The Business Model Canvas forces organizations to ‘paint in’ your business’s value proposition, cost structures, revenue streams, supplier network and customer segments. Overnight, everyone can become Jack Welch! Now you are ready to take the next step from a Big Data MBA perspective by building off of the Business Model Canvas to flesh out the business use cases – or hypothesis – which is where we can become more effective at leveraging data and analytics to optimize our the business. That next step involves the newly created Hypothesis Development canvas.
One of the sectors with a huge demand for data science/analysis is the energy sector. A branch of this sector where demand is high is the green wind energy turbine sector. In this analysis, you will learn to do a time series wind turbine analysis in R.
My colleague Jamie Robins and I are working on a book that provides a cohesive presentation of concepts of, and methods for, causal inference. Much of this material is currently scattered across journals in several disciplines or confined to technical articles. We expect that the book will be of interest to anyone interested in causal inference, e.g., epidemiologists, statisticians, psychologists, economists, sociologists, political scientists, computer scientists… The book is divided in 3 parts of increasing difficulty: causal inference without models, causal inference with models, and causal inference from complex longitudinal data.
A mathematical Guide through Deep-Q Learning. In this second part of the multi-part series on Deep Reinforcement Learning I will present you an effective approach to how AI agents can learn to behave in environments with discrete action spaces.
tsalib is a library to allow labeling tensor variables with their shapes directly in the code, as first-class type annotations (Python 3). Works with arbitrary tensor libraries. Explicit shape annotations accelerate debugging of Deep Learning programs + improve developer productivity, code readability. Writing deep learning programs which manipulate tensors (e.g., using numpy, pytorch, tensorflow, keras ..) requires you to carefully keep track of shapes of tensor variables. Carrying around the shapes in your head gets increasingly hard as you write more complex programs. For example, when creating a new RNN cell or designing a new kind of attention mechanism or trying to do a surgery of non-trivial pre-trained architectures (resnet101, densenet). Unfortunately, there is no principled way of shape tracking inside code?-?most developers resort to writing adhoc comments embedded in code to keep track of tensor shapes.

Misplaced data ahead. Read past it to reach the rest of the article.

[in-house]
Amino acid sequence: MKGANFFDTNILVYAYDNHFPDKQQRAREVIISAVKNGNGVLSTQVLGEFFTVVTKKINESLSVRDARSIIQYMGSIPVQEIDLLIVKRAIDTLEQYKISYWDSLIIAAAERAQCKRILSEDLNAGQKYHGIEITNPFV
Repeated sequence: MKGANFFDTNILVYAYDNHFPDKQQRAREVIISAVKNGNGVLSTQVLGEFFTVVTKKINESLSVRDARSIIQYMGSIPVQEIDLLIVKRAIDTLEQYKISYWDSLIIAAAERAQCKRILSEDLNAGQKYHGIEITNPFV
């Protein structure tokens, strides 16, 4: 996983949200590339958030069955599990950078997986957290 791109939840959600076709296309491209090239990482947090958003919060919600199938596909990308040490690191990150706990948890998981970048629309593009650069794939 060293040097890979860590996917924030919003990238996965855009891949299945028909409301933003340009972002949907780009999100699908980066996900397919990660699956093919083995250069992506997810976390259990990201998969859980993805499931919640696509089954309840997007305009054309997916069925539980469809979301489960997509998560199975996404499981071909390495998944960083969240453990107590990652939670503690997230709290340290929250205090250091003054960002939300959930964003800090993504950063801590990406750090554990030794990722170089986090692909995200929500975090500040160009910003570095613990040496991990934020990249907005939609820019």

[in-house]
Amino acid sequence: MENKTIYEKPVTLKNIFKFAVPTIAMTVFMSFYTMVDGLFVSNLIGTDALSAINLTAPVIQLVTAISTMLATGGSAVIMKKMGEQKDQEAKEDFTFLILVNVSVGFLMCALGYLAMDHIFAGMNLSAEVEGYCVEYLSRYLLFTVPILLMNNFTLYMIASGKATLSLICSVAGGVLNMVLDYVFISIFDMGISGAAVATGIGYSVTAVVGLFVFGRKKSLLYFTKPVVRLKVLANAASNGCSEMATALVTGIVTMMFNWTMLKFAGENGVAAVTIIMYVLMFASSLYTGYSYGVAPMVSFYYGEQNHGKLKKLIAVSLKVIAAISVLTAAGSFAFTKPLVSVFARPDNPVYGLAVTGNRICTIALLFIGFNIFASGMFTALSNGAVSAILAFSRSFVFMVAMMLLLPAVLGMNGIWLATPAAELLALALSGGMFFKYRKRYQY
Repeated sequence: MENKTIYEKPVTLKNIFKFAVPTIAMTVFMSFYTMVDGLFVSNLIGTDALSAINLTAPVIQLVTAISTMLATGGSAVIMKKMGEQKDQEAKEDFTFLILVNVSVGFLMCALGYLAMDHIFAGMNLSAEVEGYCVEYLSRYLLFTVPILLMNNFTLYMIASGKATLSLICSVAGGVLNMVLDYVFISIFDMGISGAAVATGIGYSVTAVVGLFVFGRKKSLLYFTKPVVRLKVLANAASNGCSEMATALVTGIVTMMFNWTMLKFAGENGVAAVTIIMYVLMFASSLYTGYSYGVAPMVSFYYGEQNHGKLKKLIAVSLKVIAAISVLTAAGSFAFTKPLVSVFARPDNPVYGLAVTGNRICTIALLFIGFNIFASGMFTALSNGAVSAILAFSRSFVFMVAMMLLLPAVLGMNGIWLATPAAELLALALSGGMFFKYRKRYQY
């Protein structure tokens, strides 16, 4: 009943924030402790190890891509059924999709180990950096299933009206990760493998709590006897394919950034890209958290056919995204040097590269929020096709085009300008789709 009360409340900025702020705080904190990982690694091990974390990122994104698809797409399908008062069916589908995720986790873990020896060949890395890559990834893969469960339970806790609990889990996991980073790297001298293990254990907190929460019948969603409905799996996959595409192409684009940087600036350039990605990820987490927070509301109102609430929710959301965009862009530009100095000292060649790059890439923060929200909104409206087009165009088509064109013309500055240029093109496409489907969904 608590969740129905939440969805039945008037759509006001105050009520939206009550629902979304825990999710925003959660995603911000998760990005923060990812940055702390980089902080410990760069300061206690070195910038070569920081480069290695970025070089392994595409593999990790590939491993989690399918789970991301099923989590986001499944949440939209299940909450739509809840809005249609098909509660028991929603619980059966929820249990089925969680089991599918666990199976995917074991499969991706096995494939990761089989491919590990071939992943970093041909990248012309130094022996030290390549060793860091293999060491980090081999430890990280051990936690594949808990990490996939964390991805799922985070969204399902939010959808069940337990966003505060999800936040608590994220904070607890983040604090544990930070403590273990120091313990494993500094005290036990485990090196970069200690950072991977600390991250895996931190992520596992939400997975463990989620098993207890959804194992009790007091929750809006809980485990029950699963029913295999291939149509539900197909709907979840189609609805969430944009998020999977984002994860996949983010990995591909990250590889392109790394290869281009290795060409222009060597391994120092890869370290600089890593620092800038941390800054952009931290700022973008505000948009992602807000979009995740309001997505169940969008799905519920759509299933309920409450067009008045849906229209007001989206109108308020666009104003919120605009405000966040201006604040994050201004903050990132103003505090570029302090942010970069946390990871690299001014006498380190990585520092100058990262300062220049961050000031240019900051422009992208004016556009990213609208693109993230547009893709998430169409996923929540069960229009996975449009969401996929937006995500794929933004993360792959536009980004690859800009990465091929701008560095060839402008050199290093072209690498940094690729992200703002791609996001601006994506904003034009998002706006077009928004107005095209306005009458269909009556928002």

We all may have faced this problem of identifying the related features from a set of data and removing the irrelevant or less important features with do not contribute much to our target variable in order to achieve better accuracy for our model. Feature Selection is one of the core concepts in machine Learning which hugely impacts the performance of your model. The data features that you use to train your machine learning models have a huge influence on the performance you can achieve. Irrelevant or partially relevant features can negatively impact model performance. Feature selection and Data cleaning should be the first and most important step of your model designing. In this post, you will discover feature selection techniques that you can use in Machine Learning.
Random forests consist of multiple single trees each based on a random sample of the training data. They are typically more accurate than single decision trees. The following figure shows the decision boundary becomes more accurate as more trees are added.
Some of us might have used the cross-entropy for calculating classification losses and wondered why we use the natural logarithm. Some might have seen the binary cross-entropy and wondered whether it is fundamentally different from the cross-entropy or not. If so, reading this article should help to demystify those questions. The word ‘cross-entropy’ has ‘cross’ and ‘entropy’ in it, and it helps to understand the ‘entropy’ part to understand the ‘cross’ part. So, let’s review the entropy formula.
In the previous post, I explained the concept of interpreting a confusion matrix by clarifying all the different terms that actually mean the same thing. Unfortunately, the confusion does not end there. If you finished reading the previous post, you should have probably come to the realisation that a simple Hit Rate or False Alarm Rate is not actually very informative, because each rate looks at a different portion of the confusion matrix. Because of that, different fields have come up with different measures of accuracy that try to incorporate information from different portions of the confusion matrix. This post attempts to cover the more commonly known ones.
This time, FSRCNN, by CUHK, is reviewed. In this paper, a real-time super resolution approach is proposed. Fast Super-Resolution Convolutional Neural Network (FSRCNN) has been published in 2016 ECCV with nearly 300 citations when I was writing this story. (SH Tsang @ Medium) FSRCNN has a relatively shallow network which makes us easier to learn about the effect of each component. It is even faster with better reconstructed image quality than the previous SRCNN as the figure below.
Search, social media, cloud computing, and business analytics have largely fulfilled their promises in developing our economies’ global players. To protect our own digital investments, it is of little wonder that we are pouring resources today into addressing GDPR. These efforts of regulatory compliance may none-the-less prove to be misguided, for your corporate data will never be worth more than the confidence your stakeholders have in your data practices. In the digital economy, competitive advantage is tied to understanding the primacy of trust rather than that of data. Let’s explore the nature of the challenge, to what extent GDPR is the answer, and how companies can harness ‘Trust by Design’ in preparing for a post-GDPR world.